I am assuming, your focus here is the prediction accuracy and not interpretability?
So, as there is a class imbalance, you can do two things:
As suggested by the other user, you can use SMOTE or any technique.
Use a non-parametric method that is more robust in handling the class imbalance.
I tried to use Random Forest on your data, and the classification ...
You can look into SMOTE & ADAYSN techniques. This will help you in reducing the imbalance in the dataset by creating synthetic data
If your datasets are random (with no real connection between the class and predictive variables), then "the right" model is a constant one: in (A), the predicted probabilities should be roughly $0.3, 0.2, 0.5$, whereas in (B) they should be $0.33, 0.33, 0.33$. When making the hard classifier then, in (A) the maximum probability will nearly always ...
A few comments:
I don't know this dataset but it seems to be a difficult one to classify since the performance is not much better than a random baseline (the random baseline in binary classification gives 50% accuracy, since it guesses right half the time).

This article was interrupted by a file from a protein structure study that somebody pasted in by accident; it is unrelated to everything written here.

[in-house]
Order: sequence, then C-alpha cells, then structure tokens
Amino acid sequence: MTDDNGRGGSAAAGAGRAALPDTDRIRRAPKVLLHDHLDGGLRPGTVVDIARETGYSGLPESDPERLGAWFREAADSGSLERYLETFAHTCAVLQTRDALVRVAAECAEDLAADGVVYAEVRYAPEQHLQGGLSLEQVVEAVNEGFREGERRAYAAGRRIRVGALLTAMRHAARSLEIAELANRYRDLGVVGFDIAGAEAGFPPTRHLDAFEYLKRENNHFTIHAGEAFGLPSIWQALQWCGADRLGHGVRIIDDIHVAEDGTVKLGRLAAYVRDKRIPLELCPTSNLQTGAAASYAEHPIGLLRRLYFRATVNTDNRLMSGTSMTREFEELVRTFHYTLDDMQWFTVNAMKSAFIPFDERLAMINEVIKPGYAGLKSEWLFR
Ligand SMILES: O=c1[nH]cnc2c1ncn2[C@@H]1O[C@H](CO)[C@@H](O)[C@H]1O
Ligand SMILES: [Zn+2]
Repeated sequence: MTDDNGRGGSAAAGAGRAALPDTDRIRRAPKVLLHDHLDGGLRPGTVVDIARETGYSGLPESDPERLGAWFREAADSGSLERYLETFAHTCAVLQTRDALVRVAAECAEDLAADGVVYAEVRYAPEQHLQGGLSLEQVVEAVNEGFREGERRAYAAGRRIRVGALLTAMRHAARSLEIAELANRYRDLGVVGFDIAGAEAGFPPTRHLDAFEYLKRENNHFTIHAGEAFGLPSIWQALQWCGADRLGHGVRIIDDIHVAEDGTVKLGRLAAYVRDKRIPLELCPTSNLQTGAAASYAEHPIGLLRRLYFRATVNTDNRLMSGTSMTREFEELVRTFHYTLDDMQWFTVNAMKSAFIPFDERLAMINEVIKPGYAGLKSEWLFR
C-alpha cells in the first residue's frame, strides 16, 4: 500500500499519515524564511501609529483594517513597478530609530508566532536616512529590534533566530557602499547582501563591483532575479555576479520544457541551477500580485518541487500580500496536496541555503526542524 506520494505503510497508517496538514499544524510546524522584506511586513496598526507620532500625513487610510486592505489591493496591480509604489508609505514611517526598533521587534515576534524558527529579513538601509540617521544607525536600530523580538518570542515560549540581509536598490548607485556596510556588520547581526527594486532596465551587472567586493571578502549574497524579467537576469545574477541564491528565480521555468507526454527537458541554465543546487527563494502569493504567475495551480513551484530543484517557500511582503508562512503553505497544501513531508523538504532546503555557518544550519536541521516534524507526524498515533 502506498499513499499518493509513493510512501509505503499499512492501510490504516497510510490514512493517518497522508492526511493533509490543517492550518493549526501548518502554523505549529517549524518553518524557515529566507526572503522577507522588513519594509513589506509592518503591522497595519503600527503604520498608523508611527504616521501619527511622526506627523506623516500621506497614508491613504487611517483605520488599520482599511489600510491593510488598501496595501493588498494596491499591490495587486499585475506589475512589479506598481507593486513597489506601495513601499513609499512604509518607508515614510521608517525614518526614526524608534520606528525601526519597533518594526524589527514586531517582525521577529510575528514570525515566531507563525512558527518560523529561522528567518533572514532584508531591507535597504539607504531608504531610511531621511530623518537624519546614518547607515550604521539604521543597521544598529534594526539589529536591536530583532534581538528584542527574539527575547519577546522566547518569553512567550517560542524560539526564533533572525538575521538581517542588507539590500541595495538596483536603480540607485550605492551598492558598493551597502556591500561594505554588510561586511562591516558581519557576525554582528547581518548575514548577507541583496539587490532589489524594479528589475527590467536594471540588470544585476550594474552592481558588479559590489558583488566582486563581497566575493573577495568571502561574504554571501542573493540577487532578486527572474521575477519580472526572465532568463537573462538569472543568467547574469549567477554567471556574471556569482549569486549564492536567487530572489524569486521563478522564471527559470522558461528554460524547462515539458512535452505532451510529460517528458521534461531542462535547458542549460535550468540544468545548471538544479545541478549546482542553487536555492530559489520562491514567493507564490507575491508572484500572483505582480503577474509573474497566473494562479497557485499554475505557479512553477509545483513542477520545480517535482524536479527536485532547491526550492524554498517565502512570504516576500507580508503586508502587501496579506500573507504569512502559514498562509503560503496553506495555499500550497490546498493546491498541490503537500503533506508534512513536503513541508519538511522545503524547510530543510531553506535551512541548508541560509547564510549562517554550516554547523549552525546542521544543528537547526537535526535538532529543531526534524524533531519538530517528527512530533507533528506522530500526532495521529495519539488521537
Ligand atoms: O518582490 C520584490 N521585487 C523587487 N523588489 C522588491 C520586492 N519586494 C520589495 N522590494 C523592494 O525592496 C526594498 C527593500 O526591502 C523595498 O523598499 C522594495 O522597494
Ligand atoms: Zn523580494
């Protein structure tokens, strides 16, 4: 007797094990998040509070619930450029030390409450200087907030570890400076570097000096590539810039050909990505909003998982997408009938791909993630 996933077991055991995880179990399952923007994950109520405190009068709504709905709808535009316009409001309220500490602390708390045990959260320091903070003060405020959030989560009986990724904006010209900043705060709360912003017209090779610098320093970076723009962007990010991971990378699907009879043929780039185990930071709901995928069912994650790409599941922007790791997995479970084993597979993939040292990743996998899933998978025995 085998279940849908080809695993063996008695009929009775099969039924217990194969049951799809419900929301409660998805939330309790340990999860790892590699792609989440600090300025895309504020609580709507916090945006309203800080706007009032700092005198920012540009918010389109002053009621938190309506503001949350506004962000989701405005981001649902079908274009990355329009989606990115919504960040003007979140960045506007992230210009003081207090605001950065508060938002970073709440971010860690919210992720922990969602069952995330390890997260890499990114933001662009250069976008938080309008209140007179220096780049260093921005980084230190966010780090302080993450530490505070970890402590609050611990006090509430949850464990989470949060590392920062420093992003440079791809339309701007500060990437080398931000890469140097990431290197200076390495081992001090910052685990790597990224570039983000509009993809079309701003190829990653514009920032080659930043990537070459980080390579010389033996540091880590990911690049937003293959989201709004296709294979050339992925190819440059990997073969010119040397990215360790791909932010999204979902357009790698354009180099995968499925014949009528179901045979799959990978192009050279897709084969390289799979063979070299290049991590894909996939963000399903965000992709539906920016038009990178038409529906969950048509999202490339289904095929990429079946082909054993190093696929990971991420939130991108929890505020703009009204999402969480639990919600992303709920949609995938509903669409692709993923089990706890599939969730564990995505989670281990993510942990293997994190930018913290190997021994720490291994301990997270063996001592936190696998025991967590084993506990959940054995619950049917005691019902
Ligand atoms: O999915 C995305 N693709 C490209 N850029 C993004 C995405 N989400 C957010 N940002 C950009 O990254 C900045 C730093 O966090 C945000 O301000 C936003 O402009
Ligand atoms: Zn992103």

If I'm not mistaken the majority class (class 1) has 141 instances out of 252, i.e. 56% (btw the ...
Using lm is not the right approach to model a binary outcome. You would use a Logit in this case (see some example here and see why not lm here).
However, there are (at least) two more issues:
You have a highly unbalanced target
You may have "noisy" features
You should check if some oversampling of the minority class or using SMOTE ...